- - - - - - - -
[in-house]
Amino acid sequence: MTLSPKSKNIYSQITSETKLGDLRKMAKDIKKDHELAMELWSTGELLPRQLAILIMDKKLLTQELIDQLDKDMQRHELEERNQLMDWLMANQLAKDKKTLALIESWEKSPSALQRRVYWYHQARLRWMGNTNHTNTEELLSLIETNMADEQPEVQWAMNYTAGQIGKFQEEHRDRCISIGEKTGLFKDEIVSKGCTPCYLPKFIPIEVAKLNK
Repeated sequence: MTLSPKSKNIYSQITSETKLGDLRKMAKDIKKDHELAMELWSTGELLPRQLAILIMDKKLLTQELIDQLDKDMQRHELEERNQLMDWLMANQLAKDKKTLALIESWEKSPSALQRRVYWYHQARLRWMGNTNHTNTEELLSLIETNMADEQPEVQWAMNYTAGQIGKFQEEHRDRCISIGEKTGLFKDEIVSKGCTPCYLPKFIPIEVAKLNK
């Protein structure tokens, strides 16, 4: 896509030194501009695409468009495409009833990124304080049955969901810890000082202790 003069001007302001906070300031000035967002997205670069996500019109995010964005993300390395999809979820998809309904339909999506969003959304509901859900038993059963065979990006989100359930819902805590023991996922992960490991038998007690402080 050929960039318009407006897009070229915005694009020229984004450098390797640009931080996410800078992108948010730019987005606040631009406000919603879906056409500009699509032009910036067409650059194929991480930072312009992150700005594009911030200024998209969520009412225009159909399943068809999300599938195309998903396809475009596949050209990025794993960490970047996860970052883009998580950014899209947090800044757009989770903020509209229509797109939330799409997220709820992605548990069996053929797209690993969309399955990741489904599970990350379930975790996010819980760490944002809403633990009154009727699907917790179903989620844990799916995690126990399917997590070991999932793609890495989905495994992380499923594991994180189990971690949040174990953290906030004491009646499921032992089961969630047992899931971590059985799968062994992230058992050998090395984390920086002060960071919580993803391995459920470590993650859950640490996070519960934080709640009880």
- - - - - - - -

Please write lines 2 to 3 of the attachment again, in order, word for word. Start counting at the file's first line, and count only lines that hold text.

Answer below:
Amino acid sequence: MTLSPKSKNIYSQITSETKLGDLRKMAKDIKKDHELAMELWSTGELLPRQLAILIMDKKLLTQELIDQLDKDMQRHELEERNQLMDWLMANQLAKDKKTLALIESWEKSPSALQRRVYWYHQARLRWMGNTNHTNTEELLSLIETNMADEQPEVQWAMNYTAGQIGKFQEEHRDRCISIGEKTGLFKDEIVSKGCTPCYLPKFIPIEVAKLNK
Repeated sequence: MTLSPKSKNIYSQITSETKLGDLRKMAKDIKKDHELAMELWSTGELLPRQLAILIMDKKLLTQELIDQLDKDMQRHELEERNQLMDWLMANQLAKDKKTLALIESWEKSPSALQRRVYWYHQARLRWMGNTNHTNTEELLSLIETNMADEQPEVQWAMNYTAGQIGKFQEEHRDRCISIGEKTGLFKDEIVSKGCTPCYLPKFIPIEVAKLNK